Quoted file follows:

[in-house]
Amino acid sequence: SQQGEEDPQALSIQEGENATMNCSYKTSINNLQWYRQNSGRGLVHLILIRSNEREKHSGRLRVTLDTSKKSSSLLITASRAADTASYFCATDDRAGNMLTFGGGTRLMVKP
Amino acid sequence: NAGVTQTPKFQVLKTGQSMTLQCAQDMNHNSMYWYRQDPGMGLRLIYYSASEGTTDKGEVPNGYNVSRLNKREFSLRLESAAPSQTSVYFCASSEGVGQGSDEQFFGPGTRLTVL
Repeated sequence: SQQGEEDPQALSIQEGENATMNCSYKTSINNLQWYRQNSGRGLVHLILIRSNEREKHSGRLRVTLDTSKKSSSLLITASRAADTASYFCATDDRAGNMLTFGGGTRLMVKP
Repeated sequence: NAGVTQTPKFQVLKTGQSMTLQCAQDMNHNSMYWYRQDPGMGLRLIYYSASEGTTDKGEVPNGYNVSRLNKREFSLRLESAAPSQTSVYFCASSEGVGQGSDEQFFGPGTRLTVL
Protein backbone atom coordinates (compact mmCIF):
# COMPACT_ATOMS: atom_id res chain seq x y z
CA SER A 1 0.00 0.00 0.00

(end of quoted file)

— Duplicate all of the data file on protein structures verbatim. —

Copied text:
[in-house]
Amino acid sequence: SQQGEEDPQALSIQEGENATMNCSYKTSINNLQWYRQNSGRGLVHLILIRSNEREKHSGRLRVTLDTSKKSSSLLITASRAADTASYFCATDDRAGNMLTFGGGTRLMVKP
Amino acid sequence: NAGVTQTPKFQVLKTGQSMTLQCAQDMNHNSMYWYRQDPGMGLRLIYYSASEGTTDKGEVPNGYNVSRLNKREFSLRLESAAPSQTSVYFCASSEGVGQGSDEQFFGPGTRLTVL
Repeated sequence: SQQGEEDPQALSIQEGENATMNCSYKTSINNLQWYRQNSGRGLVHLILIRSNEREKHSGRLRVTLDTSKKSSSLLITASRAADTASYFCATDDRAGNMLTFGGGTRLMVKP
Repeated sequence: NAGVTQTPKFQVLKTGQSMTLQCAQDMNHNSMYWYRQDPGMGLRLIYYSASEGTTDKGEVPNGYNVSRLNKREFSLRLESAAPSQTSVYFCASSEGVGQGSDEQFFGPGTRLTVL
Protein backbone atom coordinates (compact mmCIF):
# COMPACT_ATOMS: atom_id res chain seq x y z
CA SER A 1 0.00 0.00 0.00